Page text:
Tissue arrays and immunohistochemistry. Tissue arrays were prepared as previously described ( 15). It included 300 NSCLCs (150 adenocarcinomas and 150 squamous cell carcinomas) from the archives of the Armed Forced Institute of Pathology (Washington, DC). All patient information was obtained and used in accordance with approved protocols from the institutional review boards of the participating institutions. The clinical characteristics of the cohort are as previously described ( 15). We used rabbit anti-Smad6 antibody from Zymed and anti-rabbit secondary antibody from EnVision+ System and Liquid DAB (DAKO) to visualize the immunohistochemistry staining signal. Sections were counterstained lightly with Mayer's hematoxylin and scored exactly as previously described ( 15). For survival analyses, the samples were considered as “negative” when the total score was 0 and “positive” when total score was 1 or higher.
Production of lentivirus-containing SMAD6 short hairpin RNA. Two SMAD6 short hairpin RNAs (shRNA #1 and #2) were purchased from Open Biosystems. SMAD6 shRNA #3 was produced in the lab as follows: shRNA #3 oligonucleotides were synthesized (IDT) and annealed by hybridization, and then double-stranded fragments were cloned into the AgeI and EcoRI sites of pLKO.1 (Open Biosystems) and transformed into Escherichia coli. The shRNA sequences were described in Supplementary Table S1. Lentivirus was produced using the lentiviral packaging system (ViraPower Lentiviral Expression System) from Invitrogen. Each lentivirus was harvested at 4 d after transfection. Cells were plated in monolayer at different densities and infected with lentivirus constructs using 8 ng/mL polybrene. After Smad6 shRNA lentiviral infection, expression of SMAD6 was analyzed by Western blotting.
Cell viability, soft-agar, and 3-(4,5-dimethylthiazol-2-yl)-2,5-diphenyltetrazolium bromide assays. The shRNA for Smad6 lentivirus-transduced cells and mock-transduced cells was plated at 2 × 104, 1 × 104, 2 × 103, and 1 × 103 per well of a 12-well plate. After 10 d in culture, medium was discarded, and the remaining viable adherent cells were washed with 1× PBS before staining with crystal violet (Sigma). We used the Cell Transformation Detection kit (Chemicon) to evaluate for colony formation ability on soft agar. Briefly, 0.5 mL underlayers consisting of 0.8% agar medium were prepared in 24-well plates. SMAD6 shRNA–transduced and mock lentivirus–transduced cells were trypsinized, centrifuged, resuspended in 0.4% agar medium (equal volumes of 0.8% Noble agar and culture medium), and plated onto the top agar at 1,500 per well. The cells were kept wet by adding a small amount of RPMI 1640 (Life Technologies) with 10% FBS and incubated for 3 wk at 37°C. Colonies were visualized using cell staining solution (Chemicon) and counted under the microscope.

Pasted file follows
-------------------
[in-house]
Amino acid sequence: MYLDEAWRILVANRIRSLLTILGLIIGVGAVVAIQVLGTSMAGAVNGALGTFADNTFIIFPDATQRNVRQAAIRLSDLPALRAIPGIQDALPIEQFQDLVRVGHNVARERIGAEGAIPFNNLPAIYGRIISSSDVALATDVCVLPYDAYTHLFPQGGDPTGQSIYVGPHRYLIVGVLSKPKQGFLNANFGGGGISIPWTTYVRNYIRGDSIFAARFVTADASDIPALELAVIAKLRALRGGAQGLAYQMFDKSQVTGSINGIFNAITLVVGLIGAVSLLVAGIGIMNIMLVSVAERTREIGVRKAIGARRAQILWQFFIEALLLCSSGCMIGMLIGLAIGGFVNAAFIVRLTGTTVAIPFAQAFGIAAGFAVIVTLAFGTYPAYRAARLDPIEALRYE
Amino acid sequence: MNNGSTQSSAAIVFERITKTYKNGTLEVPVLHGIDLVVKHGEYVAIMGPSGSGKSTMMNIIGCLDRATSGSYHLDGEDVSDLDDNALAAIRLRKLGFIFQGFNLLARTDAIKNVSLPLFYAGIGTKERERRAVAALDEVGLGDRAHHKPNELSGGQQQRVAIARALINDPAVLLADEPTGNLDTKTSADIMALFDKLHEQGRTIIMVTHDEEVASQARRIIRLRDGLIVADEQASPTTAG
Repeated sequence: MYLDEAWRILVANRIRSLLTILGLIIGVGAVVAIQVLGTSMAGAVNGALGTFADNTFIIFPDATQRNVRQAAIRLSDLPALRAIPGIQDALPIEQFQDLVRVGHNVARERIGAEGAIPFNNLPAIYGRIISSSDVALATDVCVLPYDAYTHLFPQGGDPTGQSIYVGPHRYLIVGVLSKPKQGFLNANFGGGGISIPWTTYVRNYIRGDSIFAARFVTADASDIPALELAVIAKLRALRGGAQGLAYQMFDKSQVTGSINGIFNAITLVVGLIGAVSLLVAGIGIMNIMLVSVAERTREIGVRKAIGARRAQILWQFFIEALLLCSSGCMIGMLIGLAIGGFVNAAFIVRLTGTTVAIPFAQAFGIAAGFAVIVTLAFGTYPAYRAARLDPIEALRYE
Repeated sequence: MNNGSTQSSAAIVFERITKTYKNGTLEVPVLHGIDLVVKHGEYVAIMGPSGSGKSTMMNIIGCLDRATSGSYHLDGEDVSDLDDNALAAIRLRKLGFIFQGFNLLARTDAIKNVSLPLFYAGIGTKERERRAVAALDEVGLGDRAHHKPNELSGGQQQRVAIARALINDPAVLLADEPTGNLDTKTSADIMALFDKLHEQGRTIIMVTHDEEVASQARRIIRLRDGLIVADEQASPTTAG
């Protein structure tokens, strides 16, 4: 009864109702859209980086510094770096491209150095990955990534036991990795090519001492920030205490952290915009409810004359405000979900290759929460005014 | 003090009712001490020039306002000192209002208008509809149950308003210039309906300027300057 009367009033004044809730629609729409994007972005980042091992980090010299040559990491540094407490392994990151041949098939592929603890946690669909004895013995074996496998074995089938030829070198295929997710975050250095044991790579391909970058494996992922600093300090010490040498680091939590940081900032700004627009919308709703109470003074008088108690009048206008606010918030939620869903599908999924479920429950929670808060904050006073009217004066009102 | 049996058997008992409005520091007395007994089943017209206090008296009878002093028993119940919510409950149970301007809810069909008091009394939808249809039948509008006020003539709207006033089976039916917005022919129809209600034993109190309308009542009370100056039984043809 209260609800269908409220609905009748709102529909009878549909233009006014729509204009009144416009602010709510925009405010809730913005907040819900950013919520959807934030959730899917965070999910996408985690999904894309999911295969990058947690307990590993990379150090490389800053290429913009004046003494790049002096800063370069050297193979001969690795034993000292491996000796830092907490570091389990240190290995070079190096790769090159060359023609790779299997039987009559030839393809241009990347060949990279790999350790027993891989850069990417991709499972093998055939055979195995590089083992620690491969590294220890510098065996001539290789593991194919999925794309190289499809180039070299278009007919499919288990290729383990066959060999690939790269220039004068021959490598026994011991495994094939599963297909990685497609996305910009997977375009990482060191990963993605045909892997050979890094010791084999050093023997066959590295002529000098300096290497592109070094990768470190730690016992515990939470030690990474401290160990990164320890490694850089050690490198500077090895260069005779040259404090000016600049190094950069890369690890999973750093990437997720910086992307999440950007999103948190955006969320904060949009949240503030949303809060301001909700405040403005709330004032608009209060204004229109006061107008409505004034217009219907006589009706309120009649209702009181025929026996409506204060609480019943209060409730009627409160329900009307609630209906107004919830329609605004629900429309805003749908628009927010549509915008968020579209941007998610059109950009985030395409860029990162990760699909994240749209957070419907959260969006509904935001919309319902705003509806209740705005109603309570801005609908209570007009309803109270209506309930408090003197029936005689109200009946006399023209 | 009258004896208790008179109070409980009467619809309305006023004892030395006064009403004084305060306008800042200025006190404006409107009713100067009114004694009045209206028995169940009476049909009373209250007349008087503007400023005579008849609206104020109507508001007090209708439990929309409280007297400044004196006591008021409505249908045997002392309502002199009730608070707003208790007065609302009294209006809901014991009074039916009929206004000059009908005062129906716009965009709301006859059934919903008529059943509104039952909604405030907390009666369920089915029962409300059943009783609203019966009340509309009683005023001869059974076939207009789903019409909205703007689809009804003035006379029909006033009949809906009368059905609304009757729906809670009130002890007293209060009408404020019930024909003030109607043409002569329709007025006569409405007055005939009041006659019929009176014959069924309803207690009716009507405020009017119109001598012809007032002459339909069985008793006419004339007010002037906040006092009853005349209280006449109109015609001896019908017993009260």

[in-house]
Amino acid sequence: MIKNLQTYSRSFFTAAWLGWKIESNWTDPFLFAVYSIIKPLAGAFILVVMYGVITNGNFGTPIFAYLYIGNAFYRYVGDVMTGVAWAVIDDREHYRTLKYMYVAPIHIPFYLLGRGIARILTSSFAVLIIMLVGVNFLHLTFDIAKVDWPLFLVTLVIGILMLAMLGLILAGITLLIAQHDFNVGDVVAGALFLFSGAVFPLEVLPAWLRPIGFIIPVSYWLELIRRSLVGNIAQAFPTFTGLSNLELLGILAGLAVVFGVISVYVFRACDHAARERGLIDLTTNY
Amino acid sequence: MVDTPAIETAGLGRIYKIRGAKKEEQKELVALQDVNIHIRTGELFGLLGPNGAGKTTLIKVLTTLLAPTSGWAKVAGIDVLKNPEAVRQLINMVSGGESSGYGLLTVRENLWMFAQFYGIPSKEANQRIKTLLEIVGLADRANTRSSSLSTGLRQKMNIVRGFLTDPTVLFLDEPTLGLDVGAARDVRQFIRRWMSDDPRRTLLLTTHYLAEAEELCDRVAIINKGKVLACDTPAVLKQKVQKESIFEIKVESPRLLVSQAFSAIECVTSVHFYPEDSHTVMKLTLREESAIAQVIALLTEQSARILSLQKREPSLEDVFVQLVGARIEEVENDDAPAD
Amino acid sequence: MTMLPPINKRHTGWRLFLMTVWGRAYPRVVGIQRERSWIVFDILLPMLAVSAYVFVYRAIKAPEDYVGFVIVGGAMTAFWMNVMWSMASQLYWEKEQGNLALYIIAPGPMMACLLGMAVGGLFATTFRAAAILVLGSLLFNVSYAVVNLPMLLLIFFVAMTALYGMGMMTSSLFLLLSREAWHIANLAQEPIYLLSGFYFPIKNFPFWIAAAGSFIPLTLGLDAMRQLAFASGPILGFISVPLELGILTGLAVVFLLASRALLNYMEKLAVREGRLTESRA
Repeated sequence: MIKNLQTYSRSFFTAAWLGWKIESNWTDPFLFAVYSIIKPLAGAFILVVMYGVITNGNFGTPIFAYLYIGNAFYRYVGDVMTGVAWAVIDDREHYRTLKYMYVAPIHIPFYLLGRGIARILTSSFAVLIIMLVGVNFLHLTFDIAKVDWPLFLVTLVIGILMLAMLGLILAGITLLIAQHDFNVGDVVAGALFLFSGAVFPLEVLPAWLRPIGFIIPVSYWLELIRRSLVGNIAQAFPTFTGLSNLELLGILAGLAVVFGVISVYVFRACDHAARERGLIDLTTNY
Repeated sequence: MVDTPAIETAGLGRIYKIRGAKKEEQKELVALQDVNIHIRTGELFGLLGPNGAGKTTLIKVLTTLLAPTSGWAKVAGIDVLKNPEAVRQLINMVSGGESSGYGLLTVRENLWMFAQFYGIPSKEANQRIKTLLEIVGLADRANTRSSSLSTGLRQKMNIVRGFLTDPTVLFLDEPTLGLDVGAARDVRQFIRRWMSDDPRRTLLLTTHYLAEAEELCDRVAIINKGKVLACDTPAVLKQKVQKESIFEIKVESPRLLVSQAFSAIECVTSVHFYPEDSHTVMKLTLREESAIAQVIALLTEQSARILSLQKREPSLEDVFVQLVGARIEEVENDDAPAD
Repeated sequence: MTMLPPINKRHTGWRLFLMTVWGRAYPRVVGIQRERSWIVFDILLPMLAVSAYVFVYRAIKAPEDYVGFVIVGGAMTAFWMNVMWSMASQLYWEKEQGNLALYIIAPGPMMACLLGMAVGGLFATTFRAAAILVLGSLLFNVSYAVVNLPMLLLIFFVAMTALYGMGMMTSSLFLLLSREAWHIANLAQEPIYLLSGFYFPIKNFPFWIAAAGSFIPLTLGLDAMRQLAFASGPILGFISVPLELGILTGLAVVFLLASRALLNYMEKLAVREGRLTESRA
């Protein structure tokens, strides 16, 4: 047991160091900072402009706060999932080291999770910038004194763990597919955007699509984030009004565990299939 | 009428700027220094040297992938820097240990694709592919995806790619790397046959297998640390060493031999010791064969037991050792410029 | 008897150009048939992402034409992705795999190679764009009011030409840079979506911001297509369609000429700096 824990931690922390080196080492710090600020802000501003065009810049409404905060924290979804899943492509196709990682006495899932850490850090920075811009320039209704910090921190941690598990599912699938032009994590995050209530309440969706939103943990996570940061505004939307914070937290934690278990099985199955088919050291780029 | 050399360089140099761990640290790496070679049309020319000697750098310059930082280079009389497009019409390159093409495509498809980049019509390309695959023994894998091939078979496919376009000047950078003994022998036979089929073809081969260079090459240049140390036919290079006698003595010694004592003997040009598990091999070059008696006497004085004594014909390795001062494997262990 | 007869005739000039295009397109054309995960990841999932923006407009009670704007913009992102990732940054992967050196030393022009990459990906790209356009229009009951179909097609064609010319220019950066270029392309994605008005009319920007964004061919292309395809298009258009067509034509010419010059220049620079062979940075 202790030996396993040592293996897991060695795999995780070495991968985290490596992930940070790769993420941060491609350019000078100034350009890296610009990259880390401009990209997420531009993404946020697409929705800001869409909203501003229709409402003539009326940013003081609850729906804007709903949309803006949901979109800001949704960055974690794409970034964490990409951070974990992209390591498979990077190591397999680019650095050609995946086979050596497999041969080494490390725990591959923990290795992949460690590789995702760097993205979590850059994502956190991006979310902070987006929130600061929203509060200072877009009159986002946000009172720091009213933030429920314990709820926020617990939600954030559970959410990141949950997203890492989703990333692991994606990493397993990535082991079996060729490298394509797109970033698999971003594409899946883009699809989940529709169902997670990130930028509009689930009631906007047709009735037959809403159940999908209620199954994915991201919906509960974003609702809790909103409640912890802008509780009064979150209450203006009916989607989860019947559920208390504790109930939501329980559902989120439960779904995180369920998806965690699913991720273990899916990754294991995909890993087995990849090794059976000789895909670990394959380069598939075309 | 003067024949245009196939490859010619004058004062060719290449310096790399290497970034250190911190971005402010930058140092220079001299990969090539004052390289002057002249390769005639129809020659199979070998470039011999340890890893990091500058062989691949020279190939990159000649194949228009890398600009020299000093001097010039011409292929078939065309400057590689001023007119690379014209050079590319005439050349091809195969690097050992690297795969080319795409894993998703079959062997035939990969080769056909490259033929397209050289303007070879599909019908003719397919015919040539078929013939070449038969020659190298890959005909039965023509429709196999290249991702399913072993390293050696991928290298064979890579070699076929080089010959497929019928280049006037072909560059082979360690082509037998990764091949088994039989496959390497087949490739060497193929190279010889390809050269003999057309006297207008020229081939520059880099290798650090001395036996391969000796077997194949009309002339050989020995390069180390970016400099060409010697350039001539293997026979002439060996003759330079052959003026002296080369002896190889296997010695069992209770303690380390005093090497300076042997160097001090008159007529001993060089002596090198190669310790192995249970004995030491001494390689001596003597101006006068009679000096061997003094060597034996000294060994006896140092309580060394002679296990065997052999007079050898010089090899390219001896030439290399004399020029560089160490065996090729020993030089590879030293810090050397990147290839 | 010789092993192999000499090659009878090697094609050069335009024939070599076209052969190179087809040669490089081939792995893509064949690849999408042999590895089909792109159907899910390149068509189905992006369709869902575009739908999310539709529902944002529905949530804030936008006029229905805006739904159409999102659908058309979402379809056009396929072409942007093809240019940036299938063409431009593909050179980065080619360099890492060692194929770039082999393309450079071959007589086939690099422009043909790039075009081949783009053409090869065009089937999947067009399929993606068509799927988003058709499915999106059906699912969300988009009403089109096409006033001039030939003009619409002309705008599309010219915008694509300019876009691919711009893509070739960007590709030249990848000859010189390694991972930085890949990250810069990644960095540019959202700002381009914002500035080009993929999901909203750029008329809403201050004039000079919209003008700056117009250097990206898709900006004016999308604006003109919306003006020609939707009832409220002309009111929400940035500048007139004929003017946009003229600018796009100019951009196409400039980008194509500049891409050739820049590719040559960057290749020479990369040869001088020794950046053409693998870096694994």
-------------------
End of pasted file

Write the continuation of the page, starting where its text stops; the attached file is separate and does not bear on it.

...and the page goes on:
To measure the effects of knockdown on cell proliferation, Smad6 shRNA–transduced cells were plated at concentrations of 1 × 102, 1 × 103, and 1 × 104 per well in 96-well plates. After 4 d, cell proliferation was measured by the cell growth determination kit 3-(4,5-dimethylthiazol-2-yl)-2,5-diphenyltetrazolium bromide (MTT)–based assay according to the manufacturer's protocol (Sigma). In brief, 10 μL of the MTT solution (5 mg/mL) were added to each well, and the cells were cultured for another 3 h at 37°C. At the end of incubation, 100 μL of 0.1 N HCl in isopropanol were added and mixed vigorously to solubilize colored crystals produced within the cells. The absorbance at 570 nm (690 nm as background) was measured using a SpectraMax Plus (Molecular Devices). Experiments were performed thrice each in triplicates.
TGF-β inhibitor treatment. Mock-transduced, shRNA #3–transduced, and shRNA #2–transduced H1299 cells were cultured in RPMI 1640 without FBS for 2 d after infection followed by treatment with SB431542 (10 μmol/L in DMSO) to cells for 48 h. For control experiments, DMSO was added at the same concentration. The status of PAI-1, the known TGF-β effector, was determined by Western blot.
Flow cytometry and terminal deoxynucleotidyl transferase–mediated dUTP nick end labeling assays. Lentivirus-transduced cells were harvested and stained with propidium iodide (20 μg/mL; Sigma), and the DNA content of the cells was analyzed with a flow cytometer (FACSCalibur, Becton Dickinson).
Apoptosis was detected using terminal deoxynucleotidyl transferase–mediated dUTP nick end labeling (TUNEL) apoptosis detection kit (Upstate). H1299 and Beas2B cells were infected with Smad6 shRNA and mock lentivirus. Four days after infection, the TUNEL assay was performed according to the manufacturer's protocol. Cells were counterstained with propidium iodide and examined under fluorescent microscopy.